Up to this moment, Caine, now invisible, has been playfully mischievous with his condition, toying with his colleagues, though hints of what is coming are beginning to show. While one of the women (Kim Dickens) on his team fell to napping in a chair, he took advantage of her, undoing her top and fondling her, an already squirm-inducing moment that escalates when another of the scientists, Linda (Elisabeth Shue), his ex-girlfriend, stays late one evening, and when she and Caine are alone, he attempts to seduce her, though it doesn’t work.
Frustrated by his situation yet feeling more empowered, he ignores directions to stay in the lab and heads to his apartment to gather some things, but once there, catches a glimpse of the girl next door and, lured by his desire for her, tests his courage further, ringing her doorbell and slipping inside. Once there, the young woman, in only a flimsy robe that exposes her body, is too much for Caine and in a move that leaps well over the line, attack and pins her to the bed, violating her in the worst way. It’s a terrifying and traumatic moment that shakes the horrified and confused woman but also pushes the audience well to one side, forever keeping Caine in darkness, just as Verhoeven intended.
This moment is a controversial one and while the film itself deals in misogyny and violence towards women perhaps a little too exploitatively, this specific moment is what the movie needs in capitalizing on the premise it sets up, forcing Caine to be the worst kind of villain so that the retribution he gets in the end is earned. Like Murphy in RoboCop, this is a journey of violence but unlike the good cop turned cybernetic protector of the people, Caine allows his power to corrupt. Murphy’s visit home, as discussed (again, here) is about finding identity while Caine’s return home is a springboard for sickening menace. These are men with tremendous who split with reality but take opposing paths. Verhoeven dabbles with the psychology of power and loss with both characters, taking them entirely in different directions even as parallels exist.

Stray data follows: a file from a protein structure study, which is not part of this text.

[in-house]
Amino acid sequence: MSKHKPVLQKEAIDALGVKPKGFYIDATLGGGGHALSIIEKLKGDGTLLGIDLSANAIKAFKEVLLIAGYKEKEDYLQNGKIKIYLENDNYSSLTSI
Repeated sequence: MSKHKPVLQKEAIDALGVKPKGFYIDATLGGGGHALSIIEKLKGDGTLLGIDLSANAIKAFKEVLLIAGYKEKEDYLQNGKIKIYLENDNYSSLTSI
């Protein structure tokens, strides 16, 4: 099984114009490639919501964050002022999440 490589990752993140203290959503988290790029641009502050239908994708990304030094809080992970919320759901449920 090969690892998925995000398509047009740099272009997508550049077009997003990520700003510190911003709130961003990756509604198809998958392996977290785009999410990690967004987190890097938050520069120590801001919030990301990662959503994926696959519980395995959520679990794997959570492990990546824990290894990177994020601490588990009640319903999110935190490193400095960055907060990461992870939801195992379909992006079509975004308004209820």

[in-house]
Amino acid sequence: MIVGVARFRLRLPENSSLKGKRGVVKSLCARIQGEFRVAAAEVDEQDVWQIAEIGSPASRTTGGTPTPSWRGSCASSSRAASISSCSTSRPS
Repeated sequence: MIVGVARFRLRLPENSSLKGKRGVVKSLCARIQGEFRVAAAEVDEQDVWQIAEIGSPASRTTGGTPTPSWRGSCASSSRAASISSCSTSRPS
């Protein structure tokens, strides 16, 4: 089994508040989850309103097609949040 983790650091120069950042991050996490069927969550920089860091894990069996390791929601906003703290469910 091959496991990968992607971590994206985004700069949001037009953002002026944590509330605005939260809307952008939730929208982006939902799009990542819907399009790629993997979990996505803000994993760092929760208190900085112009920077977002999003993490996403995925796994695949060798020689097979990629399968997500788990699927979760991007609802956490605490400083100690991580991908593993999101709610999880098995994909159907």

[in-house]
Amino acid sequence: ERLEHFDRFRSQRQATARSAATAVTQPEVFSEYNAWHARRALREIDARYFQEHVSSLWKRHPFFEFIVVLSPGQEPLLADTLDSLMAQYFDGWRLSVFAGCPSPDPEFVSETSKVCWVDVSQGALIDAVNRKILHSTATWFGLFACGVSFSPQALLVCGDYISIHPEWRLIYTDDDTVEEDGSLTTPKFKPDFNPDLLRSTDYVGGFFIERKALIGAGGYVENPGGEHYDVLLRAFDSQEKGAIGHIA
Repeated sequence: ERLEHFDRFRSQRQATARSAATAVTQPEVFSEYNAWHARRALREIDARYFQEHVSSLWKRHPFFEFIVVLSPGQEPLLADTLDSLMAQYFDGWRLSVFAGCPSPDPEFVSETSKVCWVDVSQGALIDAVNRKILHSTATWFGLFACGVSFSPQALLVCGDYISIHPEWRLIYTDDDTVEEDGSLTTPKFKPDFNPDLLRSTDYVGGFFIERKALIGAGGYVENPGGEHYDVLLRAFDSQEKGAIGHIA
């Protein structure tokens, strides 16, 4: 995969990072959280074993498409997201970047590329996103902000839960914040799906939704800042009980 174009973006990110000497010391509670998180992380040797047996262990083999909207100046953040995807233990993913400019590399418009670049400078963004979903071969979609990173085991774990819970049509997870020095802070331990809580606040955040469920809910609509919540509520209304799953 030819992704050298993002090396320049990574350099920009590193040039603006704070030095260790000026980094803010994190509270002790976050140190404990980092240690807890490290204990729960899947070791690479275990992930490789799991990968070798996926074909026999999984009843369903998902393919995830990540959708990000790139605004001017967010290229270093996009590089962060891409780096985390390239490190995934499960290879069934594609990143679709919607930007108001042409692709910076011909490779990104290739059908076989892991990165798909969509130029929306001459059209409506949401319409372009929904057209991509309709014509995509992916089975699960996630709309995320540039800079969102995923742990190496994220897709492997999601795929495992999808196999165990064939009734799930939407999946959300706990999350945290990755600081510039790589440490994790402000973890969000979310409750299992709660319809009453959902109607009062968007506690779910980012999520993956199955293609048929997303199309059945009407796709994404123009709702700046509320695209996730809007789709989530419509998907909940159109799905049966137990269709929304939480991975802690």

THE TALLY: Hollow Man is a title with a double meaning, one that accurately describes an invisible man but more so, the man in the movie made invisible. Caine is a callous, self-centered egomaniac looking for notoriety before he is transformed but afterward, a creature with no morals who is empty of the very markers that would identify him as being a person worthy of humanity.
While the movie ultimately wastes a number of opportunities to explore what that means, devolving into a standard slasher horror film with wicked cool visual effects, the underlying theme of what potential lies just beneath our skin is frightful, that we are, as a species, for the most part, ethically bound by the very existence of our visible selves. With the consequences of that stripped away, the movies suggests we are at the will of a much darker inner force that seems lying in wait, checked by the flesh that binds us. Contrast that with Verhoeven’s RoboCop and it’s a different message, that hollow or not, we are capable of good conscience, even greatness. Either way, the two raise some interesting questions. Hollow Man is not as good as RoboCop, but looking past the story’s direction, it’s nonetheless a challenging film. It’s what to watch.